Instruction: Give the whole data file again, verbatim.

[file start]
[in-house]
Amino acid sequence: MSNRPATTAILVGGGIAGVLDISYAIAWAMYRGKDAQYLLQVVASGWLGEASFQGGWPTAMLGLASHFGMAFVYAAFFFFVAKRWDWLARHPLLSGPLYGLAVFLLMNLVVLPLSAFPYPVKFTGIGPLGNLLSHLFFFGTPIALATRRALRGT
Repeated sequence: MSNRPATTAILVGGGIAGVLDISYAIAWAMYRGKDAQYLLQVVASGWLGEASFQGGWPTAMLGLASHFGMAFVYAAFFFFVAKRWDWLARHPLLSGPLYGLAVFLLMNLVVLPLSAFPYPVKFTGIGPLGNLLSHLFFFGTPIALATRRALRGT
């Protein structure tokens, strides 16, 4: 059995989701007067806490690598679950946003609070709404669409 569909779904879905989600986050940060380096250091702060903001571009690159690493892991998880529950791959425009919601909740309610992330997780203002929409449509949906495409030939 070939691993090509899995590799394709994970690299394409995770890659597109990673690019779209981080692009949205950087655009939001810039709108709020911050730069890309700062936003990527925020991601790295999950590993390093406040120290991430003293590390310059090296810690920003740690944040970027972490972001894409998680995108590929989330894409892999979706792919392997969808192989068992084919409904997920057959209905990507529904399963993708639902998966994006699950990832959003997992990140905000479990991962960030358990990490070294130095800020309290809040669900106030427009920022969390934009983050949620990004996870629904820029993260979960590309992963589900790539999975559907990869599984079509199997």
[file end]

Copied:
[in-house]
Amino acid sequence: MSNRPATTAILVGGGIAGVLDISYAIAWAMYRGKDAQYLLQVVASGWLGEASFQGGWPTAMLGLASHFGMAFVYAAFFFFVAKRWDWLARHPLLSGPLYGLAVFLLMNLVVLPLSAFPYPVKFTGIGPLGNLLSHLFFFGTPIALATRRALRGT
Repeated sequence: MSNRPATTAILVGGGIAGVLDISYAIAWAMYRGKDAQYLLQVVASGWLGEASFQGGWPTAMLGLASHFGMAFVYAAFFFFVAKRWDWLARHPLLSGPLYGLAVFLLMNLVVLPLSAFPYPVKFTGIGPLGNLLSHLFFFGTPIALATRRALRGT
């Protein structure tokens, strides 16, 4: 059995989701007067806490690598679950946003609070709404669409 569909779904879905989600986050940060380096250091702060903001571009690159690493892991998880529950791959425009919601909740309610992330997780203002929409449509949906495409030939 070939691993090509899995590799394709994970690299394409995770890659597109990673690019779209981080692009949205950087655009939001810039709108709020911050730069890309700062936003990527925020991601790295999950590993390093406040120290991430003293590390310059090296810690920003740690944040970027972490972001894409998680995108590929989330894409892999979706792919392997969808192989068992084919409904997920057959209905990507529904399963993708639902998966994006699950990832959003997992990140905000479990991962960030358990990490070294130095800020309290809040669900106030427009920022969390934009983050949620990004996870629904820029993260979960590309992963589900790539999975559907990869599984079509199997």